The stock market seems convinced the Federal Reserve is close to pausing its interest rate increases, and if that is correct, consumer discretionary stocks should have more runway.
The S&P 500 has risen almost 17% from the low point of its bear market in early October. Part of that gain came Wednesday, when the central bank voted to lift interest rates by another quarter of a percentage point.
And while Fed Chairman Jerome Powell said more hikes could be coming, he added the Fed will rely on economic data when it makes its decision—and with the rate of inflation in decline that gave the market reason to believe the hikes are almost over.
Higher rates are meant to cool inflation by reducing economic demand, so the end of rate hikes signals a bottom in economic growth. That economic relief would enable households to spend more money—and that has been reflected in consumer discretionary stocks.
The Invesco S&P 500 Equal Weight Consumer Discretionary Exchange Traded Fund (ticker: RCD)—which weights each stock in the sector equally and therefore strips out the outsized impact of
(AMZN)—has gained about 27% since the broader market began falling in October. The fund owns companies in retail, restaurants, travel, and other industries that benefit most when consumers have more money to spend.
So if the broader market has any more rallying left in it once a Fed pause commences, consumer discretionary stocks would likely benefit. Evercore strategists upgraded the consumer discretionary sector to Outperform Wednesday.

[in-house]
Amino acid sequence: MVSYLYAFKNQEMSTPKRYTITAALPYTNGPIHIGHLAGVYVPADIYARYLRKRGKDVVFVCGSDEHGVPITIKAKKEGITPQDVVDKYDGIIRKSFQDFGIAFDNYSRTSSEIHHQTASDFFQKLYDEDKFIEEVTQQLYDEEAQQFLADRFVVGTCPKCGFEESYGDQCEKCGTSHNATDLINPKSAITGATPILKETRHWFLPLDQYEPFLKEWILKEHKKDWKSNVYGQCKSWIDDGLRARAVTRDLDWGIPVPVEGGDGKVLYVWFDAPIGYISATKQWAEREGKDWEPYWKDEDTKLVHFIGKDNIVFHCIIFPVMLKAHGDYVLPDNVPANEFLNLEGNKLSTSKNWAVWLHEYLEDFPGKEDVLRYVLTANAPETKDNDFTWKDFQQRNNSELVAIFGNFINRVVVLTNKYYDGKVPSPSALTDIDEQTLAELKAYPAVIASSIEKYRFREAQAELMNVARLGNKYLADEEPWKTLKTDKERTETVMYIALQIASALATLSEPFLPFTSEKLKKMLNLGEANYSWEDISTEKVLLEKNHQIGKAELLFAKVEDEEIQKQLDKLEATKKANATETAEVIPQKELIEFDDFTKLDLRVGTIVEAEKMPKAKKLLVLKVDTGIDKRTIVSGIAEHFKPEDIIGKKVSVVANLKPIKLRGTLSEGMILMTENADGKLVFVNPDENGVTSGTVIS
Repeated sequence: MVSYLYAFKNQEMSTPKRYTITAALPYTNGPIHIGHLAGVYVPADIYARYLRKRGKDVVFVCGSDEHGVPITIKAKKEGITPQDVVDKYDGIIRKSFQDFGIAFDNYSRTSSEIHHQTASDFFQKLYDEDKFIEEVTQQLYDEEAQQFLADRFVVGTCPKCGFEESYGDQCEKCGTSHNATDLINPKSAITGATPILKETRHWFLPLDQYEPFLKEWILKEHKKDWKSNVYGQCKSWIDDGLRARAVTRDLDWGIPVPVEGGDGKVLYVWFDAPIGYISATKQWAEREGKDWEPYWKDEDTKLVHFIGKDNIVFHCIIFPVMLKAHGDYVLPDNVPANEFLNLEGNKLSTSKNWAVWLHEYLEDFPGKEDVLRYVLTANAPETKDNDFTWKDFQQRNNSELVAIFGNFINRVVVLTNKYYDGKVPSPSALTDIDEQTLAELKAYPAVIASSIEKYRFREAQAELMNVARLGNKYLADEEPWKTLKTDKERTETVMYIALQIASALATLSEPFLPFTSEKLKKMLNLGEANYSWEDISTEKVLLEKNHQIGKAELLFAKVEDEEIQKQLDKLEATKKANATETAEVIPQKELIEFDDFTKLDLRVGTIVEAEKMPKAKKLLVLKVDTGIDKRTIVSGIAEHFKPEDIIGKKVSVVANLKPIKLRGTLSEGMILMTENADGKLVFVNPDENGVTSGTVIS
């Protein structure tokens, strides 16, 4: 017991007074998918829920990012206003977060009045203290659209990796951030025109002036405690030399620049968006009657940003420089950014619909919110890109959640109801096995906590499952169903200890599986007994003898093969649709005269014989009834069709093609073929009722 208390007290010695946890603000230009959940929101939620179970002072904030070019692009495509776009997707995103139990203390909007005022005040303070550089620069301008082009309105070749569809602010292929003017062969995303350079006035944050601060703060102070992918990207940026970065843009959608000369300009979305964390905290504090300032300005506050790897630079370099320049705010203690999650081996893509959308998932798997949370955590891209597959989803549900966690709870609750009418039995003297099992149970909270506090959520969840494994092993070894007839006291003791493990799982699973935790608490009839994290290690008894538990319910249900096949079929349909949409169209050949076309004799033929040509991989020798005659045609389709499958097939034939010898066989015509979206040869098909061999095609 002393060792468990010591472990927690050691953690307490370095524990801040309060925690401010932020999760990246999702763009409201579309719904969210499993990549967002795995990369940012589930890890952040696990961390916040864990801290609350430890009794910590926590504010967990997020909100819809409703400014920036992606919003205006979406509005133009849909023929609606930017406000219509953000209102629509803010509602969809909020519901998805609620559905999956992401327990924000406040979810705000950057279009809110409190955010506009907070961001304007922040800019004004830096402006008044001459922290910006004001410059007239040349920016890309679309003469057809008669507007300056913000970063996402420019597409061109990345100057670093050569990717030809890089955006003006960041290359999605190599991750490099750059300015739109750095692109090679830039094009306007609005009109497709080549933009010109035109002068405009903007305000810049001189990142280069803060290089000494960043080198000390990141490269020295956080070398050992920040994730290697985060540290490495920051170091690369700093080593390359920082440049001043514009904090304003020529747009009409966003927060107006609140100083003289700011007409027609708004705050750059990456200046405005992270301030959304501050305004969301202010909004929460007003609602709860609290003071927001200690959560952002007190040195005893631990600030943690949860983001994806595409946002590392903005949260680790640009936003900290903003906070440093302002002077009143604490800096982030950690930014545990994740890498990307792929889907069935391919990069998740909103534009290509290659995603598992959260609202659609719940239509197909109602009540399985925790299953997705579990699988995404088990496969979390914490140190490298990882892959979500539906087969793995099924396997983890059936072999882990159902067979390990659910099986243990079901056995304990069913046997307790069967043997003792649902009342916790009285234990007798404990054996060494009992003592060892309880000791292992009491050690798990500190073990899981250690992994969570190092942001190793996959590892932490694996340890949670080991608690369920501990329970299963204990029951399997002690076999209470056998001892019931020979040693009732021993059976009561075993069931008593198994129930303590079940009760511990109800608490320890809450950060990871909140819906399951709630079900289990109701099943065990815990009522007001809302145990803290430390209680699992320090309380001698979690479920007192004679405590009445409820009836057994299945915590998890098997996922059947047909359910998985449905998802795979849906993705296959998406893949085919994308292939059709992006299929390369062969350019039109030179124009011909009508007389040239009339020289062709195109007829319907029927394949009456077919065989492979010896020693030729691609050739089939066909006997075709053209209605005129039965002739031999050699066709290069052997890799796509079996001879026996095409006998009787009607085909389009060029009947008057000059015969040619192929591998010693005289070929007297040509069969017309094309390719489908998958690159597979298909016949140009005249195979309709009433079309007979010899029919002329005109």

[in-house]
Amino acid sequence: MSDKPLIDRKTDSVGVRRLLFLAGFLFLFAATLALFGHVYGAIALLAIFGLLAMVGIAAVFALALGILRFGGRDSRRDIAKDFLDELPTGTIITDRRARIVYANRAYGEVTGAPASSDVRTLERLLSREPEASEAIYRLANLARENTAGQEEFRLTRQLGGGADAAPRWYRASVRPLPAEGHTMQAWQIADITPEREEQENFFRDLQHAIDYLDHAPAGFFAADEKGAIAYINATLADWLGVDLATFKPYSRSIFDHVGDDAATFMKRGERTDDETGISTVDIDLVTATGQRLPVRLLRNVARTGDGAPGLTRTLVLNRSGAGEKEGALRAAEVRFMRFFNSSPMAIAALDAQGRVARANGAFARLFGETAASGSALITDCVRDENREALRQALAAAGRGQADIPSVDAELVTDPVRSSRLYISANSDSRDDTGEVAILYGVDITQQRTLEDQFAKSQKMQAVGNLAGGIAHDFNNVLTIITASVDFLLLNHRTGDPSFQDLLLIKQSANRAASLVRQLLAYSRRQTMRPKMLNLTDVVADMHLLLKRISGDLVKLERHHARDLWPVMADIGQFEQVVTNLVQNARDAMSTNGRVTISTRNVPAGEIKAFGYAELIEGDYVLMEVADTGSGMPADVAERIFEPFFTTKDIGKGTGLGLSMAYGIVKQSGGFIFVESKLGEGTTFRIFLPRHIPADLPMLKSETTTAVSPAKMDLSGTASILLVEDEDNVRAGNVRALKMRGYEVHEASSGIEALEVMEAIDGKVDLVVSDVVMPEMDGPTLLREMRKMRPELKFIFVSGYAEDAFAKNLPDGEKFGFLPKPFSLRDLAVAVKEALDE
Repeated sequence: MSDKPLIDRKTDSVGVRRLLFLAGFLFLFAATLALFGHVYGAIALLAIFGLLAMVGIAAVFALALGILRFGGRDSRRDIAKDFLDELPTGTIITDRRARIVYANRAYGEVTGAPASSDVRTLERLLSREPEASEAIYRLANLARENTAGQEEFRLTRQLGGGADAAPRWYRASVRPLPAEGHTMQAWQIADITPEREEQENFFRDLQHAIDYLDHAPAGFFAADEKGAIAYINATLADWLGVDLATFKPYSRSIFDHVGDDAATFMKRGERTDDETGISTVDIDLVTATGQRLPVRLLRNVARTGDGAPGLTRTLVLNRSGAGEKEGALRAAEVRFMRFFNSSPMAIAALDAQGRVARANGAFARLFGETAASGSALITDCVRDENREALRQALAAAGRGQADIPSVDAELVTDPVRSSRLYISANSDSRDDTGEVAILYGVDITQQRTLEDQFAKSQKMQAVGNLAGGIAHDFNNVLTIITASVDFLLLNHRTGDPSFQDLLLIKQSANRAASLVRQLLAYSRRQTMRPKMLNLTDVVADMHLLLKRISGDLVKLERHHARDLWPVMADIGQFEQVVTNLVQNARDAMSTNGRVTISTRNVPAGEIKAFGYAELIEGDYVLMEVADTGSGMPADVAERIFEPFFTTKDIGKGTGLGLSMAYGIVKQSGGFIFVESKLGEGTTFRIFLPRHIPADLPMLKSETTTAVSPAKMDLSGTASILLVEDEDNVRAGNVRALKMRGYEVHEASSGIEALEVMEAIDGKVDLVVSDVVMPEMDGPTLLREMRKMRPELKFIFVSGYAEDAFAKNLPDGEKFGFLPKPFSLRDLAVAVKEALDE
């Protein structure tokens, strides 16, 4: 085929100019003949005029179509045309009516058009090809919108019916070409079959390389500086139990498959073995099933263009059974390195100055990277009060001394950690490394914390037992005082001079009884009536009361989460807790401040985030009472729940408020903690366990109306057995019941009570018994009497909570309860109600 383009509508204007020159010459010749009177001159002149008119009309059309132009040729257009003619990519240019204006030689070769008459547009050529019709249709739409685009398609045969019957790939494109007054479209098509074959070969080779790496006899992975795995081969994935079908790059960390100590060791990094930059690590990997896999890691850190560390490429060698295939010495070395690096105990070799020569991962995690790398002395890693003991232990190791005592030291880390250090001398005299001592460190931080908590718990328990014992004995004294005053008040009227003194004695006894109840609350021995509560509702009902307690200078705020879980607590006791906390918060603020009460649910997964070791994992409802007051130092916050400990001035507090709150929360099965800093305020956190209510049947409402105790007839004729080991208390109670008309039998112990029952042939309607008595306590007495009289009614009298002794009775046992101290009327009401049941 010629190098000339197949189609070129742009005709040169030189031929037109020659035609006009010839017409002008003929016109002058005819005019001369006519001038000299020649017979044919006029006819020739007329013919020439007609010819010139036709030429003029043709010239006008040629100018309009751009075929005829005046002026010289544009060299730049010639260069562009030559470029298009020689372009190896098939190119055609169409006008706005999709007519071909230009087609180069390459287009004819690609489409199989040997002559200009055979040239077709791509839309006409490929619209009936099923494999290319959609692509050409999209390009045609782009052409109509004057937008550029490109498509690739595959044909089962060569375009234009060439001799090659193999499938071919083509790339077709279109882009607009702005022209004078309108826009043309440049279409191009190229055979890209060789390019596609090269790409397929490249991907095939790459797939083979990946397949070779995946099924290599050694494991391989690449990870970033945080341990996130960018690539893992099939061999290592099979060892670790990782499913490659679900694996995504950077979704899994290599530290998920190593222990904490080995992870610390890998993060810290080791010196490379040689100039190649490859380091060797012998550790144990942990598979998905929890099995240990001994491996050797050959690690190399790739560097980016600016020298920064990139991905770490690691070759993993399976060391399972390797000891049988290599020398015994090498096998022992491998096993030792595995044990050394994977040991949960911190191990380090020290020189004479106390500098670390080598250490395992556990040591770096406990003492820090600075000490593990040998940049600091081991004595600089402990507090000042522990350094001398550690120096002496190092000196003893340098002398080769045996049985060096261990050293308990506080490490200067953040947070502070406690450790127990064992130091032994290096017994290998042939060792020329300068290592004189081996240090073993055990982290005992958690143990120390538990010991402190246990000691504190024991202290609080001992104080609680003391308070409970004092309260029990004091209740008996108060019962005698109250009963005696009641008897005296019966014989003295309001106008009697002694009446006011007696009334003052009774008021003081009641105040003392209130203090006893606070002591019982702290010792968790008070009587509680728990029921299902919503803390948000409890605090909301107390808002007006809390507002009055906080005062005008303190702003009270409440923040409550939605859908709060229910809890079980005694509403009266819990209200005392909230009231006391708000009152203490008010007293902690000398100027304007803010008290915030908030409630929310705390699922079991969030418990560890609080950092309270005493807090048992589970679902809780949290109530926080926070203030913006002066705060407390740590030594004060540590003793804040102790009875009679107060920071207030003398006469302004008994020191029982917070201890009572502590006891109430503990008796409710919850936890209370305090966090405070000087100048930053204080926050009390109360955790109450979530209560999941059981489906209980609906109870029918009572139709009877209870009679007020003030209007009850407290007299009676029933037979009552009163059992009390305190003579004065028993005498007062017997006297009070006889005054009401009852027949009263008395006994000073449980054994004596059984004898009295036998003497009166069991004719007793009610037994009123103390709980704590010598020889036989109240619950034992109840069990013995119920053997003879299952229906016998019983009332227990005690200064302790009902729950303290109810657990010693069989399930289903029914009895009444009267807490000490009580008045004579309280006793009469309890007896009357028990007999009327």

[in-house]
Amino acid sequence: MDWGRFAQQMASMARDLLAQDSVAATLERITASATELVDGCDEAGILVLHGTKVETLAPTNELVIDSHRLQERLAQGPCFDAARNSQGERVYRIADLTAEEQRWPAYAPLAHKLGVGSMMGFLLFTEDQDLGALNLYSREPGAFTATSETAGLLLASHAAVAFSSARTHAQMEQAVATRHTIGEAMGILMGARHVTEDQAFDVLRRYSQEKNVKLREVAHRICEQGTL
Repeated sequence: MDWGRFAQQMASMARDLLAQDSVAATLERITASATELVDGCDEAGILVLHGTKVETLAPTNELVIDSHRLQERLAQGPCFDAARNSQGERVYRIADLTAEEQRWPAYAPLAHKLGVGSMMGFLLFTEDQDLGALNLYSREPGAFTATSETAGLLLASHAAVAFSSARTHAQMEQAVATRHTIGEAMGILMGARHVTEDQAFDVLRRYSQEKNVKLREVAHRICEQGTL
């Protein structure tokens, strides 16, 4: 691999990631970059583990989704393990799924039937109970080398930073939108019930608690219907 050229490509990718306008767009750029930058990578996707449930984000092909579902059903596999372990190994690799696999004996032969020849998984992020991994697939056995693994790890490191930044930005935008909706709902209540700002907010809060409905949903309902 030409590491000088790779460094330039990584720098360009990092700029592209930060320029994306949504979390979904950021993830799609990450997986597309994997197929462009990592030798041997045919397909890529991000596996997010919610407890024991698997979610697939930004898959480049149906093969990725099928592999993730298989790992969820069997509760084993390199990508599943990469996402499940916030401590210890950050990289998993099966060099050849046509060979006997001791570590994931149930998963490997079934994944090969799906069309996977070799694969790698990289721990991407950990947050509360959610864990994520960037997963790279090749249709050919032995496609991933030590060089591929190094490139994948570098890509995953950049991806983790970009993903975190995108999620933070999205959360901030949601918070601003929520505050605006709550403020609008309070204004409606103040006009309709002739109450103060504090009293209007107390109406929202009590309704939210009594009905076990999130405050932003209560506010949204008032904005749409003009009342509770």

“Consumer Discretionary has once again taken up its traditional ‘worst to first’ role,” said Evercore strategist Julian Emanuel. That means the sector was one of the first to underperform the market when it tanked in early 2022 as the Fed started hiking rates, and is now first to outperform as the outlook brightens.
(RL) is a good example. A member of the consumer ETF, the stock is up about 38% since the start of the market rally, so it could keep outperforming for some time if the market’s thesis on the Fed remains intact. To be sure, analysts have cut their earnings estimates by a few percentage points in the past few months according to FactSet, and management has called out a weak consumer in Europe as a challenge to sales. And while the stock looks more expensive on a price-to-forward earnings basis, it could still have more room to run. It might have to rally and then flatline—or drop—but if the profit outlook improves from here, the stock could then resume its rise over the longer-term.
(POOL), distributor of swimming pool and related products, is another one. It, too, is in the fund and has rallied about 33% during the market’s run. That is a good sign for the near-term, though it has a similar caveat. Analysts have lowered 2023 earnings per share expectations by almost 20% since the start of October, so with the stock up, it has gotten more expensive. It trades at almost 24 times forward EPS, roughly 30% above the S&P 500’s aggregate P/E multiple. The stock traded at a mere 12% premium at the start of the rally.
The key for traders: more gains in the short-term could be in store. Don’t be surprised to see some weakness, but a brightening consumer outlook should keep the stocks moving higher over a longer period of time.
Write to Jacob Sonenshine at firstname.lastname@example.org